Some fitness rules are made to be broken. According to Shape magazine, certain ubiquitous fitness rules and tips can actually be ineffective and sometimes dangerous, even if we still hear them from fitness trainers.
1. Crunches lead to a six-pack.
Doing hundreds of crunches before bedtime is not only potentially bad for your back; it won’t automatically lead to washboard abs. “Simply doing crunches won’t do the trick,” health writer Sarah Kelsey reported in sheknows.com. To attain tight, toned abs, you need to work out your core from every angle—sides, lower abs, and midsection. Core strength classes, regular cardio workouts, and a low-fat diet are the combined elements you need to achieve abs.
2. Cardio is the queen of weight loss.
“While cardio does allow you to shed the excess weight, it doesn’t train your body to burn fat even while at rest,” explained Nikki Torres of Pretty Darn Fit. “Cardiovascular exercises strengthen the heart, but to constantly burn fat and continuously shed weight, you have to gain muscle. Combining a good balance of both cardio and strength training exercises is an effective way to achieve your fitness goals much faster.”
3. No pain, no gain.
While discomfort is a natural part of exercise and fitness training, pain is not a good indicator of a good or effective workout, CGs! “Although serious training is often difficult and sometimes unpleasant, it shouldn’t actually hurt,” exercise physiologist Brian Sharkey, PhD, wrote in Fitness Illustrated. “In fact, well-prepared athletes sometimes perform in a state of euphoria, free of pain and oblivious to discomfort. Overload is necessary for adaptation, and it sometimes requires you to work at your limit of strength, intensity, or endurance, which certainly can be uncomfortable. But if your exercise results in outright pain, it is probably excessive.”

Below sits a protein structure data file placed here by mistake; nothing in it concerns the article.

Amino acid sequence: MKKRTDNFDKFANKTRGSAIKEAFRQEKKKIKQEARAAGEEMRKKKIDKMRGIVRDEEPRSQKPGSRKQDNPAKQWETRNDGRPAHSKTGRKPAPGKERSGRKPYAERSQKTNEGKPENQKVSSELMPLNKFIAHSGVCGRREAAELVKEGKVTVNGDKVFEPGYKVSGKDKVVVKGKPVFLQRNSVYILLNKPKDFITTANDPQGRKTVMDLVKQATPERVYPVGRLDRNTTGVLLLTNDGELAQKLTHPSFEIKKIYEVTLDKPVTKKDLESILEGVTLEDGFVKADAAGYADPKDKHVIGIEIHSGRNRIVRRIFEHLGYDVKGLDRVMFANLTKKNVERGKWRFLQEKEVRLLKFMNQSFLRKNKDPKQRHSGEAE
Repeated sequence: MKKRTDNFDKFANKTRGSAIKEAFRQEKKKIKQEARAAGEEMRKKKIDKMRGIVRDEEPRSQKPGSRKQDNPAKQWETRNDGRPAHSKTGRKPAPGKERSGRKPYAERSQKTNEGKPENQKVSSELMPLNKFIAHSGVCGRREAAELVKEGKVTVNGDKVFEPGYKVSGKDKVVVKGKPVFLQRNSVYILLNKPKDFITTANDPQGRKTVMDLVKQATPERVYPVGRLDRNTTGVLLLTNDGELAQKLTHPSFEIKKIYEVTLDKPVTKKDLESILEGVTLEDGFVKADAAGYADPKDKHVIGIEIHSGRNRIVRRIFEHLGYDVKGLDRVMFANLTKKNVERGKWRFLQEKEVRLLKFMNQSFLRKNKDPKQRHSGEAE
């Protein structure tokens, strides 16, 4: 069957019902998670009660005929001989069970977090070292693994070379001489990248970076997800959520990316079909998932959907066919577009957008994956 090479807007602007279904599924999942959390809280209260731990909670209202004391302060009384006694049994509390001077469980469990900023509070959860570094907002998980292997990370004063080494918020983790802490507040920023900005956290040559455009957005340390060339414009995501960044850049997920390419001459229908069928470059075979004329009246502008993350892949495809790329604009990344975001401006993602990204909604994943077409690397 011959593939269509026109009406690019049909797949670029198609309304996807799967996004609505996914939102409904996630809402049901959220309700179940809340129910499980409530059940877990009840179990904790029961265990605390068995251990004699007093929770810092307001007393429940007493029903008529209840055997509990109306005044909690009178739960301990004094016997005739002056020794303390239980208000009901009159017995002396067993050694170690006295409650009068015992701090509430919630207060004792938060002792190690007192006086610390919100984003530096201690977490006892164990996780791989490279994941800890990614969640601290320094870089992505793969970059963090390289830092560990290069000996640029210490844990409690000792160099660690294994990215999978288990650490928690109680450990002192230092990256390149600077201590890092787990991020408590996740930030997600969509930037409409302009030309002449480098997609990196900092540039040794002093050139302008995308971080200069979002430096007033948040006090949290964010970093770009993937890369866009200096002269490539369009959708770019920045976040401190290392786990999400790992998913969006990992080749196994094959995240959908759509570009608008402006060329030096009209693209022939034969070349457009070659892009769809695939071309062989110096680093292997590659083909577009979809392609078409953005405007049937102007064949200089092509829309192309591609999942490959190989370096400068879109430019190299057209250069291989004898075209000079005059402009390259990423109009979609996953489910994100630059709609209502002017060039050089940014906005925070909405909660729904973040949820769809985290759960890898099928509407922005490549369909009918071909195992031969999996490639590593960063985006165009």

4. Don’t work out at night before bed.
Many fitness experts will tell you that aggressively working out at night is a bad idea because it will wire up your mind and body for hours and keep you from sleeping well. The Journal of Clinical Sleep Medicine counters this notion. According to their study, exercising right before bedtime has helped many insomniacs sleep better. Our bodies are wired differently. If you find that squeezing in a Yoga sesh or gym workout before you hit the sack helps you snooze better, then go for it!
5. Women shouldn’t do heavy weights.
“Our bodies aren’t made to bulk up as easily as most men do,” said Torres. Contrary to the old school belief, women can lift heavy every day and still not end up looking like bulky male bodybuilders. Even women with naturally athletic body types will need more than lifting heavy weights before transforming into The Hulk. Don’t be afraid to lift. “Lifting weights will help you develop overall strength not just physically but also mentally,” Torres explained. Fitness benefits of lifting include stronger bones, muscles, tendons, and ligaments, and less susceptibility to injury.